This type of precision drug is seen as the future of cancer medicine but because it is a targeted treatment, the drug does not work for everyone. Researchers from The Institute of Cancer Research and the Royal Marsden NHS Foundation Trust said the test could help target treatment better and also reduce its side effects. They used it to identify men who were not responding to the treatment in four to eight weeks and also to pick up signs that the cancer was evolving and becoming resistant to the drugs.

'Major impact'

Prof Johann de Bono, consultant medical oncologist at the two organisations, said: "From these findings, we were able to develop a powerful, three-in-one test that could in future be used to help doctors select treatment, check whether it is working and monitor the cancer in the longer term. He added: "Not only could the test have a major impact on treatment of prostate cancer, but it could also be adapted to open up the possibility of precision medicine to patients with other types of cancer."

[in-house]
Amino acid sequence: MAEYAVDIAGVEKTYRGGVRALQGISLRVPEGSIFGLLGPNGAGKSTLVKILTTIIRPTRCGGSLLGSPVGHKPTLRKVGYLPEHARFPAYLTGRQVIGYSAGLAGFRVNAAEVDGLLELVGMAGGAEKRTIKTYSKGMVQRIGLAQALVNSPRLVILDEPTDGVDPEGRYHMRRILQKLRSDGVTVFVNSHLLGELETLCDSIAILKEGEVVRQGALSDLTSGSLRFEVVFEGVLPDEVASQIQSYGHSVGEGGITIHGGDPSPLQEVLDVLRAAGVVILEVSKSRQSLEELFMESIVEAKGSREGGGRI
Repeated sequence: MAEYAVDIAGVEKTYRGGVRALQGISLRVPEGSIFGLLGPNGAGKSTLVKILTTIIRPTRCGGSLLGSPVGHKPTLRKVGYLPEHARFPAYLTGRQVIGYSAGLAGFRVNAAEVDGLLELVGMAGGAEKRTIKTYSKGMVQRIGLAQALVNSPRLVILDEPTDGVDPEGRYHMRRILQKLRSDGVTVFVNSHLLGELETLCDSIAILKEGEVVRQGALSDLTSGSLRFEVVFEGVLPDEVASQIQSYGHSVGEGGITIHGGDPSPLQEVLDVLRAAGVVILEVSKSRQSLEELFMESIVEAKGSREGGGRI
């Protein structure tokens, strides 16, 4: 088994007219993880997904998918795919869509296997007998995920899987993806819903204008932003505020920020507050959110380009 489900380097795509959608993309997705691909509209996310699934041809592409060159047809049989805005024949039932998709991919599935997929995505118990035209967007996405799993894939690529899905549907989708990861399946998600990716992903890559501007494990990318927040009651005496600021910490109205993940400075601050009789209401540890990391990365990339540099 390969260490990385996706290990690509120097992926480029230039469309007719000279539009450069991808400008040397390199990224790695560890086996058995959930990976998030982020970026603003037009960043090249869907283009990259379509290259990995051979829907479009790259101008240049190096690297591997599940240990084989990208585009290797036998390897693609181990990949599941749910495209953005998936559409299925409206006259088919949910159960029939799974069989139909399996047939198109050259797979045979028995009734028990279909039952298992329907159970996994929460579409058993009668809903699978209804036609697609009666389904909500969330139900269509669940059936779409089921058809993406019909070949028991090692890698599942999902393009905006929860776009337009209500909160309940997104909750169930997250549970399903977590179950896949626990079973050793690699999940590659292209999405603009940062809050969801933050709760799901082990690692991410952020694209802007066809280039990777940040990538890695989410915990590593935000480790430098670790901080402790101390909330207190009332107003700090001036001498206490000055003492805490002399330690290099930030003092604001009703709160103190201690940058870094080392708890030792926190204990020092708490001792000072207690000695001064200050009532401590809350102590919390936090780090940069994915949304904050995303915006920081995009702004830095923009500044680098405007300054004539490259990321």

Dr Aine McCarthy, senior science information officer at Cancer Research UK, said the blood test was an "exciting" development. "The test has the potential to greatly improve survival for the disease by ensuring patients get the right treatment for them at the right time and that they aren't being given a treatment that's no longer working," she said. Further studies involving a larger group of men will confirm if doctors should use this test when treating patients with advanced prostate cancer."

Prostate cancer is the most common cancer in men. Over 46,000 men are diagnosed with the disease every year in the UK. Dr Matthew Hobbs, from Prostate Cancer UK, said: "The results from this study and others like it are crucial as they give an important understanding of the factors that drive certain prostate cancers, or make them vulnerable to specific treatments."

Prostate cancer blood test 'helps target treatment' - BBC News